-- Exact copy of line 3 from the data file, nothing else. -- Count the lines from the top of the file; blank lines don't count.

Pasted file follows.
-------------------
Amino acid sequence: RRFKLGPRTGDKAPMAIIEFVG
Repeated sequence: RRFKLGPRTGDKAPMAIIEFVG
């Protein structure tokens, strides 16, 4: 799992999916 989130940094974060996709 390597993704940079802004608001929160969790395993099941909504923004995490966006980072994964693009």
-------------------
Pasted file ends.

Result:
């Protein structure tokens, strides 16, 4: 799992999916 989130940094974060996709 390597993704940079802004608001929160969790395993099941909504923004995490966006980072994964693009």